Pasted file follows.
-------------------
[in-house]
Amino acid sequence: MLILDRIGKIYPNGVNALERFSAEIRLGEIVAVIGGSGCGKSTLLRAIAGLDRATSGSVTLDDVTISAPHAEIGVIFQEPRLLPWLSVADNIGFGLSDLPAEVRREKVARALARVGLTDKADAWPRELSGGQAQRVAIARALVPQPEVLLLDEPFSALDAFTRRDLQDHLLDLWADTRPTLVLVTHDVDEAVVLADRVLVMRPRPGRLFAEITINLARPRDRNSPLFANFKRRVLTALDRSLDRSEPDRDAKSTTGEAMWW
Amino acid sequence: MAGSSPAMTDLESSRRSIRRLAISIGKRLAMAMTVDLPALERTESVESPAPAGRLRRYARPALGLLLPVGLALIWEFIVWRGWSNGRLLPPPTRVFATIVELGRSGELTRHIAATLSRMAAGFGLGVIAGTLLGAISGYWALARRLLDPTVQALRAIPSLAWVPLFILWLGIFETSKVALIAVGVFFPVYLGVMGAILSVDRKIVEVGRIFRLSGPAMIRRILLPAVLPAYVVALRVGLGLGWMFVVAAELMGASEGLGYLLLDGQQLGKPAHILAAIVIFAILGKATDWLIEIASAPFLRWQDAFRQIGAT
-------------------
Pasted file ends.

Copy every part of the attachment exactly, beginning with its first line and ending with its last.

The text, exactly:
[in-house]
Amino acid sequence: MLILDRIGKIYPNGVNALERFSAEIRLGEIVAVIGGSGCGKSTLLRAIAGLDRATSGSVTLDDVTISAPHAEIGVIFQEPRLLPWLSVADNIGFGLSDLPAEVRREKVARALARVGLTDKADAWPRELSGGQAQRVAIARALVPQPEVLLLDEPFSALDAFTRRDLQDHLLDLWADTRPTLVLVTHDVDEAVVLADRVLVMRPRPGRLFAEITINLARPRDRNSPLFANFKRRVLTALDRSLDRSEPDRDAKSTTGEAMWW
Amino acid sequence: MAGSSPAMTDLESSRRSIRRLAISIGKRLAMAMTVDLPALERTESVESPAPAGRLRRYARPALGLLLPVGLALIWEFIVWRGWSNGRLLPPPTRVFATIVELGRSGELTRHIAATLSRMAAGFGLGVIAGTLLGAISGYWALARRLLDPTVQALRAIPSLAWVPLFILWLGIFETSKVALIAVGVFFPVYLGVMGAILSVDRKIVEVGRIFRLSGPAMIRRILLPAVLPAYVVALRVGLGLGWMFVVAAELMGASEGLGYLLLDGQQLGKPAHILAAIVIFAILGKATDWLIEIASAPFLRWQDAFRQIGAT